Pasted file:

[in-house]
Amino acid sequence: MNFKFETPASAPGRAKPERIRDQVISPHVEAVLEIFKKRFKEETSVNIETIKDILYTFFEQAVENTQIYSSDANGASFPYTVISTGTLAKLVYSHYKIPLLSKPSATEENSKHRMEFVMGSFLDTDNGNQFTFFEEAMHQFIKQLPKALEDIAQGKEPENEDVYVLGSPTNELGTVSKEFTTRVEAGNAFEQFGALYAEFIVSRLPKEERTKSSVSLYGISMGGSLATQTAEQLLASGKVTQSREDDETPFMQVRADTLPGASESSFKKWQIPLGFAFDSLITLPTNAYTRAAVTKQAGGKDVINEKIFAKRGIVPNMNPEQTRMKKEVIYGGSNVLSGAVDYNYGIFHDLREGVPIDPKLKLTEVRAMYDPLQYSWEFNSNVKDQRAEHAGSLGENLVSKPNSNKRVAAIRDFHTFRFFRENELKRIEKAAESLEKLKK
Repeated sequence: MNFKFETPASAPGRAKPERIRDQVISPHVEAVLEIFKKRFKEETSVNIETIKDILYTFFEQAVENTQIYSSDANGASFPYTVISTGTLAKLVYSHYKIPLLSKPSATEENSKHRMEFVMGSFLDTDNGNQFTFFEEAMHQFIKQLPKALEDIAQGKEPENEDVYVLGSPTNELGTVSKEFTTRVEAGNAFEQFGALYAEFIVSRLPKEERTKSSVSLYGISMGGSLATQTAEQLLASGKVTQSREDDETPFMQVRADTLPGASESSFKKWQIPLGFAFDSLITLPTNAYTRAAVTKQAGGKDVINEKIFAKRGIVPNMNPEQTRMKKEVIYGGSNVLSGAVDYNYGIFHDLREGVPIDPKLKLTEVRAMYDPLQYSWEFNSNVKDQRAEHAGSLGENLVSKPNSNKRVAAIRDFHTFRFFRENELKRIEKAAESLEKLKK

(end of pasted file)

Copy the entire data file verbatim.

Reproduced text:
[in-house]
Amino acid sequence: MNFKFETPASAPGRAKPERIRDQVISPHVEAVLEIFKKRFKEETSVNIETIKDILYTFFEQAVENTQIYSSDANGASFPYTVISTGTLAKLVYSHYKIPLLSKPSATEENSKHRMEFVMGSFLDTDNGNQFTFFEEAMHQFIKQLPKALEDIAQGKEPENEDVYVLGSPTNELGTVSKEFTTRVEAGNAFEQFGALYAEFIVSRLPKEERTKSSVSLYGISMGGSLATQTAEQLLASGKVTQSREDDETPFMQVRADTLPGASESSFKKWQIPLGFAFDSLITLPTNAYTRAAVTKQAGGKDVINEKIFAKRGIVPNMNPEQTRMKKEVIYGGSNVLSGAVDYNYGIFHDLREGVPIDPKLKLTEVRAMYDPLQYSWEFNSNVKDQRAEHAGSLGENLVSKPNSNKRVAAIRDFHTFRFFRENELKRIEKAAESLEKLKK
Repeated sequence: MNFKFETPASAPGRAKPERIRDQVISPHVEAVLEIFKKRFKEETSVNIETIKDILYTFFEQAVENTQIYSSDANGASFPYTVISTGTLAKLVYSHYKIPLLSKPSATEENSKHRMEFVMGSFLDTDNGNQFTFFEEAMHQFIKQLPKALEDIAQGKEPENEDVYVLGSPTNELGTVSKEFTTRVEAGNAFEQFGALYAEFIVSRLPKEERTKSSVSLYGISMGGSLATQTAEQLLASGKVTQSREDDETPFMQVRADTLPGASESSFKKWQIPLGFAFDSLITLPTNAYTRAAVTKQAGGKDVINEKIFAKRGIVPNMNPEQTRMKKEVIYGGSNVLSGAVDYNYGIFHDLREGVPIDPKLKLTEVRAMYDPLQYSWEFNSNVKDQRAEHAGSLGENLVSKPNSNKRVAAIRDFHTFRFFRENELKRIEKAAESLEKLKK